8. Christine says:

    I think I heard that story about the twin who was injured very fascinating, there was another case in England about two identical twin girls who both developed an obsession with the same man, they would follow him everywhere and make his life hell, eventually they were taken to court for stalking, and they baffled the judge and the prosecution witness because they both answered in union together, they also had the same character and gestures, it was some years ago and I think a psychologist examined them and their story really is quite bizarre, Hitler himself had tests done on twins and they do remain to this day a mystery.

    1. Banditqueen says:

      There is a famous portrait of twin sisters who are naked from the Elizabethan Era, with one of them having a hand on the nipple of the other. They are obviously trying to allure the same man. The Tudors played on this by having twin sisters firstly run after Thomas Tallis and then in a scene mimicking the famous portrait, waiting for George Boleyn in his bed. Both men are also shown as having homosexual relationships with other men, which of course were all complete liberties as we don’t have a clue if they were bisexual or not. George was also shown as having a very unhappy marriage and raping his wife. Tallis has a relationship with Joan from the twins who died of the Sweat and then of her sister, Jane afterwards. Tallis also has a relationship with William Compton, who most certainly wasn’t gay in any sense who also died of the Sweat. We know all of these relationships are fake because Tallis wasn’t yet at Court and wouldn’t be for several years. There is also another famous portrait of two Elizabethan ladies, twins, who also have babies at the same time, also shown in the portrait.

      Wouldn’t it be just fantastic to be a twin and either go to work in turns or to appear in Court in turns and cause complications? You could confuse your boyfriend quite happily as a twin. Imagine if your partner kissed your twin by mistake, oh dear lol. Hitler was evil, the sort of horrible experiments he did could only be terrible for the people he tested. He wanted a master race and I can just imagine the sort of horrendous experiments this evil regime carried out on so many thousands of human beings, who of course died. One use for twins in many countries in wartime was as spies. One twin would remain home and pass intelligence while the other worked in the field and vice versa. Today they are still used for espionage, especially by the FBI. It is fascinating and a mystery many of the things around twins, not how they are made of course, but their apparent psychic link is being researched at every opportunity.

  9. Christine says:

    Yes I read a story of two identical twin girls who would swap places with each other to attempt to fool their boyfriends and parents and teachers, it must be fun to be an identical twin, that painting you mention of the Elizabethan twins do you know who it’s by and what it’s called, I’m intrigued now I want to study it.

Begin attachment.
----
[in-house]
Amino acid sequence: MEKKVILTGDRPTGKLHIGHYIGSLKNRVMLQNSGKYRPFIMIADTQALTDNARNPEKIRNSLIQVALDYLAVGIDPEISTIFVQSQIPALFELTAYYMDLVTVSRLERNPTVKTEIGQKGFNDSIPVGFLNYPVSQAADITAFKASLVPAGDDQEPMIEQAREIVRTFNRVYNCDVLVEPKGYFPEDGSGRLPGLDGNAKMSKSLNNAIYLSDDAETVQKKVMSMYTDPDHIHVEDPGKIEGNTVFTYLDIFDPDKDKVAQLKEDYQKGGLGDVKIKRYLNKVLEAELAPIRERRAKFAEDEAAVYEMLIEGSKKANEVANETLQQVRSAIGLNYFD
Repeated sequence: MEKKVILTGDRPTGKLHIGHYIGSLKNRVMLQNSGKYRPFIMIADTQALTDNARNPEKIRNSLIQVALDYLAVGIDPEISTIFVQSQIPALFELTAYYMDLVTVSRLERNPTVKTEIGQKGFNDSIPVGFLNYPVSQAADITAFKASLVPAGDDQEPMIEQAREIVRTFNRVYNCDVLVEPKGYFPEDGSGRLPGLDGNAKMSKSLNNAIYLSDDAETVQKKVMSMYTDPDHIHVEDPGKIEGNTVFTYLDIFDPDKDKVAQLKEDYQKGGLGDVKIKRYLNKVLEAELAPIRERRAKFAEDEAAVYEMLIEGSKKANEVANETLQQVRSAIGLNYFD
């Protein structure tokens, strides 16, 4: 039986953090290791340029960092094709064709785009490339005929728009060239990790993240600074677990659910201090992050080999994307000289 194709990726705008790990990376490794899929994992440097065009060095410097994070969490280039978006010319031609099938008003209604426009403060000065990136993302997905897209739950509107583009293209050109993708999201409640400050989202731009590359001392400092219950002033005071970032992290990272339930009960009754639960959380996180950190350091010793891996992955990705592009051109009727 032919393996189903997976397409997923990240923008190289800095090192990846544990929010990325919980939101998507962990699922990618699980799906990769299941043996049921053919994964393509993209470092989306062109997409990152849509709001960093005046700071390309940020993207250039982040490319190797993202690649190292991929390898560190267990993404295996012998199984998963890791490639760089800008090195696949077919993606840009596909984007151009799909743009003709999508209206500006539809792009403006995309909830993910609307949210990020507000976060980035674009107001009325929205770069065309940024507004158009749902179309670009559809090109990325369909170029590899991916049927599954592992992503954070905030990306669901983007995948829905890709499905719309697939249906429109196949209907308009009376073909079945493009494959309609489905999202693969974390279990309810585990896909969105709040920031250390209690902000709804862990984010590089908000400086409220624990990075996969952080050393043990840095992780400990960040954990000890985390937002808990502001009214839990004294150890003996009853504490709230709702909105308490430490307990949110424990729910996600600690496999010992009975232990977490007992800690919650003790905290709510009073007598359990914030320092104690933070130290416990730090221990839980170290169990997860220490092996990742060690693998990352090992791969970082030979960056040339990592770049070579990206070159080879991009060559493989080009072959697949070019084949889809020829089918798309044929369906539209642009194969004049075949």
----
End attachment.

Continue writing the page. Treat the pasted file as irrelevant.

1. Banditqueen says:

      The Cholmondeley Ladies is the famous portrait of two apparently twin sisters, born on the same day, married on the same day, gave birth to sons on the same day and died on the same day. Recently some experts have said they aren’t sisters because the eyesare different colours but that doesn’t stop them being twins. This is a portrait not a Polaroid and the painter could have made an error. Twins can have slightly different eye colours and not all twins are identical, they are if they are the same sex. There is a portrait of two others in black, probably Lady Frances and Lady Martha Howard.

      It took me absolutely ages to find the other and it was French, one was the mistress of Henry iv of France.

      Portrait présumé de Gabrielle d’Estrées et de sa soeur la duchesse de Villars

      Gabrielle de Estrees was a famous mistress of King Henry iv and she was shown in a tub with her twin sister, who had a different hair colour, but was definitely her twin. The sisters are naked in a bath tub and one has her hand on the nipple of the other. The point os not sexual but to point out Gabrielle is carrying the Royal child. Her sister is showing her as fertile and that she carries the gift of life for the care of her child. Unfortunately, the portrait in modern times has been misinterpreted and claimed by the LGBT lot as two lesbians, regardless of them being sisters. In the portrait Gabrielle holds Henry’s coronation ring which he gave her. She was her most important mistress and very influential.

  10. Banditqueen says:

    I am reading a book at the moment on Joan, Lady of Wales which was recently published and is excellent. As the illegitimate but recognised daughter of King John and later sister of Henry iii her role as wife and Queen of Llewellen the Great was greatly enhanced. She was a diplomatic, highly regarded and held real status and power. The author was actually one of the speakers at the Mortimer Society Conference which was online this year on the status of women in medieval Wales. Of course when it came to the questions everyone wanted to ask about her alleged affair with William de Braose vi. Given that he was a hostage and a nuisance and his father had committed atrocities as Marcher Lord there was clearly a political element around this affair. Tension was growing between England and Wales again and as someone suggested it might have been a honey trap as an excuse to execute De Braose and bring the other Lords into line. At the end of the day Llewellen could do that with a hostage if their family didn’t behave. That was the nature of exchanging hostages for good behaviour, it guaranteed peaceful relations but if one party broke the conditions, the other might retaliate by killing a hostage. High status people were sent to live with the enemy or allies and they were treated well and even educated in their ways. William may have been too close to Joan and was taught a horrible lesson.